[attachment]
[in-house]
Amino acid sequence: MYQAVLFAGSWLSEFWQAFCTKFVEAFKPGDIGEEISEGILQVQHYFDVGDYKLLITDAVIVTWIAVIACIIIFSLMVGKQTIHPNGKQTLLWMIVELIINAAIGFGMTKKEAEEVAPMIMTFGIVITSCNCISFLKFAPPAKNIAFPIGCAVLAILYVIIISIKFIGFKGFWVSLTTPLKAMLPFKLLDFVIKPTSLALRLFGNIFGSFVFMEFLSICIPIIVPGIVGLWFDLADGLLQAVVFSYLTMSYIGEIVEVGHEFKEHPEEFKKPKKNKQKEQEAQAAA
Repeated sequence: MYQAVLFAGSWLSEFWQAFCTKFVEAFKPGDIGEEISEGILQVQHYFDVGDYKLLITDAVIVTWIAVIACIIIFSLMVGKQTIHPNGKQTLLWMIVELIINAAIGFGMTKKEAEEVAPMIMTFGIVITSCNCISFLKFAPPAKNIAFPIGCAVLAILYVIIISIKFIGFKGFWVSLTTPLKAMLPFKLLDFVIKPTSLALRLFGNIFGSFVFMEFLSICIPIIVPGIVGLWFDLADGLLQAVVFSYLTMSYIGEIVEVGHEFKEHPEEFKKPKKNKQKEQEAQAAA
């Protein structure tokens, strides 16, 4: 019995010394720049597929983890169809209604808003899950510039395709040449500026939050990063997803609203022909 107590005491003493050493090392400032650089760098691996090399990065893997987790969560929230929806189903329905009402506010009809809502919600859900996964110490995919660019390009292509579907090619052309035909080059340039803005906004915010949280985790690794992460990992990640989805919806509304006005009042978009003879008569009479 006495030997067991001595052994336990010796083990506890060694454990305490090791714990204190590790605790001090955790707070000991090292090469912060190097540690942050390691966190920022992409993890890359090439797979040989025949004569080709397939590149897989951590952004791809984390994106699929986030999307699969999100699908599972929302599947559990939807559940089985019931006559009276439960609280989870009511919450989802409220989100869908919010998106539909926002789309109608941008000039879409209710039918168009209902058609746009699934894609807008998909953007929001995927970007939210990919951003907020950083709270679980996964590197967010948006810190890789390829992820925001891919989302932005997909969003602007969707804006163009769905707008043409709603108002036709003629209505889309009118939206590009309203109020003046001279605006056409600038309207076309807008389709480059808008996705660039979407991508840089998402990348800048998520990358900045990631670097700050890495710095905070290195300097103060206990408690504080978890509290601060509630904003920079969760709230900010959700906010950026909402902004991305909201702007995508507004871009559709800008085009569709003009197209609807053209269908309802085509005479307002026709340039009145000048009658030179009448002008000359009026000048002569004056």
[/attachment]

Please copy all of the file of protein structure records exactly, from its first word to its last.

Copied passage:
[in-house]
Amino acid sequence: MYQAVLFAGSWLSEFWQAFCTKFVEAFKPGDIGEEISEGILQVQHYFDVGDYKLLITDAVIVTWIAVIACIIIFSLMVGKQTIHPNGKQTLLWMIVELIINAAIGFGMTKKEAEEVAPMIMTFGIVITSCNCISFLKFAPPAKNIAFPIGCAVLAILYVIIISIKFIGFKGFWVSLTTPLKAMLPFKLLDFVIKPTSLALRLFGNIFGSFVFMEFLSICIPIIVPGIVGLWFDLADGLLQAVVFSYLTMSYIGEIVEVGHEFKEHPEEFKKPKKNKQKEQEAQAAA
Repeated sequence: MYQAVLFAGSWLSEFWQAFCTKFVEAFKPGDIGEEISEGILQVQHYFDVGDYKLLITDAVIVTWIAVIACIIIFSLMVGKQTIHPNGKQTLLWMIVELIINAAIGFGMTKKEAEEVAPMIMTFGIVITSCNCISFLKFAPPAKNIAFPIGCAVLAILYVIIISIKFIGFKGFWVSLTTPLKAMLPFKLLDFVIKPTSLALRLFGNIFGSFVFMEFLSICIPIIVPGIVGLWFDLADGLLQAVVFSYLTMSYIGEIVEVGHEFKEHPEEFKKPKKNKQKEQEAQAAA
């Protein structure tokens, strides 16, 4: 019995010394720049597929983890169809209604808003899950510039395709040449500026939050990063997803609203022909 107590005491003493050493090392400032650089760098691996090399990065893997987790969560929230929806189903329905009402506010009809809502919600859900996964110490995919660019390009292509579907090619052309035909080059340039803005906004915010949280985790690794992460990992990640989805919806509304006005009042978009003879008569009479 006495030997067991001595052994336990010796083990506890060694454990305490090791714990204190590790605790001090955790707070000991090292090469912060190097540690942050390691966190920022992409993890890359090439797979040989025949004569080709397939590149897989951590952004791809984390994106699929986030999307699969999100699908599972929302599947559990939807559940089985019931006559009276439960609280989870009511919450989802409220989100869908919010998106539909926002789309109608941008000039879409209710039918168009209902058609746009699934894609807008998909953007929001995927970007939210990919951003907020950083709270679980996964590197967010948006810190890789390829992820925001891919989302932005997909969003602007969707804006163009769905707008043409709603108002036709003629209505889309009118939206590009309203109020003046001279605006056409600038309207076309807008389709480059808008996705660039979407991508840089998402990348800048998520990358900045990631670097700050890495710095905070290195300097103060206990408690504080978890509290601060509630904003920079969760709230900010959700906010950026909402902004991305909201702007995508507004871009559709800008085009569709003009197209609807053209269908309802085509005479307002026709340039009145000048009658030179009448002008000359009026000048002569004056």